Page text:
Your Toughest Billing Questions Answered

Your Toughest Billing Questions Answered

A comprehensive guide for modifiers, payer portals, and timely filing.

You’re the billing expert. But even experts come up against roadblocks.

And when it comes to insurance billings, roadblocks crop up at unexpected times.

When RevCycle Partners’ team of billers asked for you to share your toughest billing questions, we received a variety that boggle the best of billers, from misunderstood modifiers, payer portal logins, and timely filing best practices.

Whether you’re a seasoned healthcare provider or new to the administrative side, our team is here to tackle your toughest billing questions.

90 Day Global Period

Q: Does the 90-day global period start from the day you assume care or from the date of actual surgery?

The 90-day global period starts on the surgery date for your post-OP cataract care. Not the date that you assume care or the date you first see the patient. Whether you take over care the next day, a week later, or anytime within that 90-day window, your starting point of the global period should always reference the original surgery date.

The assumed date is the date you assumed care.

The global surgery calculator from Palmetto can help you accurately determine these dates. In the calculator, you’ll put the date of surgery and how long the global period is. For post-op cataract care, the global period is 90 days. The calculator will then give you the exact relinquished date.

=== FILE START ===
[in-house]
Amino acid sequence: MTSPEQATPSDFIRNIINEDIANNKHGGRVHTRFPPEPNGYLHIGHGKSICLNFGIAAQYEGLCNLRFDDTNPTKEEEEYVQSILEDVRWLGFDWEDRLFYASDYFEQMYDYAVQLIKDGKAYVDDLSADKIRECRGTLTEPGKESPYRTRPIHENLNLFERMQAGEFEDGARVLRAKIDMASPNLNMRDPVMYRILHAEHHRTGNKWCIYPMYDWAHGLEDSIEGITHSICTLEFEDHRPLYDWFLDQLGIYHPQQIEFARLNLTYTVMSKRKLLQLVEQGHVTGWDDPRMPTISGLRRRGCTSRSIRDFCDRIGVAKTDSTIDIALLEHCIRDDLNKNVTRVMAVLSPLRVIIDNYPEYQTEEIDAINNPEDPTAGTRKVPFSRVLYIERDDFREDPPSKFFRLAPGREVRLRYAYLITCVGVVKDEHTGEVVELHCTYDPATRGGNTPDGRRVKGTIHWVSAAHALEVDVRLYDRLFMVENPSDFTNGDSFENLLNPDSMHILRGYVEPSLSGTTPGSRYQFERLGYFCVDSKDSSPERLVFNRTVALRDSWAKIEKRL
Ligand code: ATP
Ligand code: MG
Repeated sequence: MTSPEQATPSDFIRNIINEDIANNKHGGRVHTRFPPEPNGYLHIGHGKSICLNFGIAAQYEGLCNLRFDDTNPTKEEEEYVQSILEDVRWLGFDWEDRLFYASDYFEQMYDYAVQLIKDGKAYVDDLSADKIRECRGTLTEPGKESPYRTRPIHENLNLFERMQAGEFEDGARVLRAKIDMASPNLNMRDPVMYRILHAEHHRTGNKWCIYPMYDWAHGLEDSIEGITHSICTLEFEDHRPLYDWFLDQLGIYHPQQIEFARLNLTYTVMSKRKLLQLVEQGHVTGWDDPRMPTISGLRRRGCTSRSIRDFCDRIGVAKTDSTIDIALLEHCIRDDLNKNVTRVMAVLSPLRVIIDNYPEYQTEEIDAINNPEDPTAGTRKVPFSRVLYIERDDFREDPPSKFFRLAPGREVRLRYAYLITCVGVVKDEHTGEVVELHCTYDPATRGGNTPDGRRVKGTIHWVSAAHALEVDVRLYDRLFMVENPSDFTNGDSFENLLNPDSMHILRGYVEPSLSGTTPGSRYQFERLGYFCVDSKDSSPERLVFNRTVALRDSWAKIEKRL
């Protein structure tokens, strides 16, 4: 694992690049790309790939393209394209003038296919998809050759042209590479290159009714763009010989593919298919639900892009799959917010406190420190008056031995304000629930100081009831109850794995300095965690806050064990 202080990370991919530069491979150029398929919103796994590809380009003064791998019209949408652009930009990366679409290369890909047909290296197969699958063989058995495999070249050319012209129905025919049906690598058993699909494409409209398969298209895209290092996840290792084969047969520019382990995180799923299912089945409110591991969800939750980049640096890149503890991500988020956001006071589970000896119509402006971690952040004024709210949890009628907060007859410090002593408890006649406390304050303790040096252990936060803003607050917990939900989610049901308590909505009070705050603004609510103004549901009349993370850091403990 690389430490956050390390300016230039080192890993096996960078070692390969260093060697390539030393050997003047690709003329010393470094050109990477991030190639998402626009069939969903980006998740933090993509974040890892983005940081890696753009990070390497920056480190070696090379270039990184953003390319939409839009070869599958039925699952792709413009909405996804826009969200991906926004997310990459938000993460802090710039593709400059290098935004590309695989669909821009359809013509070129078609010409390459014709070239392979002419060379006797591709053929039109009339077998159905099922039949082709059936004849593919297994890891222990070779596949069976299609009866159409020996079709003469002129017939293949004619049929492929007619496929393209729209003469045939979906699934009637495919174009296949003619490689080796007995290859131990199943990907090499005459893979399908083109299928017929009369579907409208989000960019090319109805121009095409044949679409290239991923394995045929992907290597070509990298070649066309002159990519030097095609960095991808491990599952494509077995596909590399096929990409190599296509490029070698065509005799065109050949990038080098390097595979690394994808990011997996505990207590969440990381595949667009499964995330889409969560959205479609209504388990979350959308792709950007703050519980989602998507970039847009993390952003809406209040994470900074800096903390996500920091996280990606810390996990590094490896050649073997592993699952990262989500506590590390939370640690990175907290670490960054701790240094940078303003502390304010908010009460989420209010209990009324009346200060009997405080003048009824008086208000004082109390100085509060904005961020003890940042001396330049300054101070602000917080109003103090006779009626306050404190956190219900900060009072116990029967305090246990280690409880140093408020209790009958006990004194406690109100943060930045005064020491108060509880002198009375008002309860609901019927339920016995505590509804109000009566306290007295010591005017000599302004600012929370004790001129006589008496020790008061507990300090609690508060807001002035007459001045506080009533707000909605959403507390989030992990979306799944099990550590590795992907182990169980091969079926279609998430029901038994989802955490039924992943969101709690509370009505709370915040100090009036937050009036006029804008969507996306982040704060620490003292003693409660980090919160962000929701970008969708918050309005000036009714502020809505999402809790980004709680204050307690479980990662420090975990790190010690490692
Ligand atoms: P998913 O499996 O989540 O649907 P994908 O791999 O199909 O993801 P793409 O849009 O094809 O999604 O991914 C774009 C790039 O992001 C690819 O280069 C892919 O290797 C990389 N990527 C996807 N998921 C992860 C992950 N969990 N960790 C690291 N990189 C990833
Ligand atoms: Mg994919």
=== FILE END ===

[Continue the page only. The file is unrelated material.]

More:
Accurate billing relies on precise data. To submit an accurate claim, it’s important to get the exact date of surgery from the surgeon as well as the day they are relinquishing care back to your office. All of that information should be available on the transfer of care letter.


Q: I’m billing replacement glasses under BlueCross BlueShield (in Minnesota). The manual outlines change requirements and my patient meets these requirements. But claims are still denied. Should I bill with modifier KX?

Modifier KX is primarily used in durable medical equipment (DME) claims to indicate that an item, such as a particular lens option, is medically necessary. It's not usually used for an entire pair of replacement glasses.

Instead of using modifier KX in this situation, use modifier RA. Modifier RA is used by BlueCross BlueShield (and other payers) to signify that the glasses are a replacement pair covered under the patient’s replacement benefits. If the patient has met all criteria in the manual, billing with modifier RA on each line item should result in a successful claim.

Be sure to notate the reasons for the replacement glasses in the patient’s chart. In case the claim is denied, you can submit your records and show that this was a replacement pair under the replacement benefit.

A patient came in for a visual field. The test was done that day, but the doctor reviewed the results on a later date. How do I bill this?

You’ll want to use modifiers 26 and TC. 

Let’s start by breaking down these modifiers.

Modifier 26 represents the professional component of a medical service, which involves the interpretation and reporting of a test. Modifier TC represents the technical component—the actual performance of the test itself.

When these modifiers are used, the payer will split the fee for the entire test based on their fee schedule and the modifier reported. It’s important to note that these modifiers can only be used on select services. Specifically, they’re used for services that are designated in the Medicare physician fee schedule’s PC/TC field. These fields are denoted by a “1.”

In this situation, if a patient comes in for a visual field test (coded as 92083) but only undergoes the test on that day, the office should bill with modifier TC. Later, when the doctor reviews and interprets the results of the test, you should submit a separate claim using the same code. But this time, use modifier 26.